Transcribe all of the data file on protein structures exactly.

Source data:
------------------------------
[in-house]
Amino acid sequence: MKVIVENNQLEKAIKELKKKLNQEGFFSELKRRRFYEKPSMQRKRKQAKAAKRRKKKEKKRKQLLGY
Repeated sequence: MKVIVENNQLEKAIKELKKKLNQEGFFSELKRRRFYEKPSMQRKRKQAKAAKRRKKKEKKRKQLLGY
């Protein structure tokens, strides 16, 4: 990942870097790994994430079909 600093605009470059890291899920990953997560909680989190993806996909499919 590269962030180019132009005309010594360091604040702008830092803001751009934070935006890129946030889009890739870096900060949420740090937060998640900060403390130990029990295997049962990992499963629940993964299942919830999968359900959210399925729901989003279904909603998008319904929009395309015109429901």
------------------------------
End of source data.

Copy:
[in-house]
Amino acid sequence: MKVIVENNQLEKAIKELKKKLNQEGFFSELKRRRFYEKPSMQRKRKQAKAAKRRKKKEKKRKQLLGY
Repeated sequence: MKVIVENNQLEKAIKELKKKLNQEGFFSELKRRRFYEKPSMQRKRKQAKAAKRRKKKEKKRKQLLGY
């Protein structure tokens, strides 16, 4: 990942870097790994994430079909 600093605009470059890291899920990953997560909680989190993806996909499919 590269962030180019132009005309010594360091604040702008830092803001751009934070935006890129946030889009890739870096900060949420740090937060998640900060403390130990029990295997049962990992499963629940993964299942919830999968359900959210399925729901989003279904909603998008319904929009395309015109429901």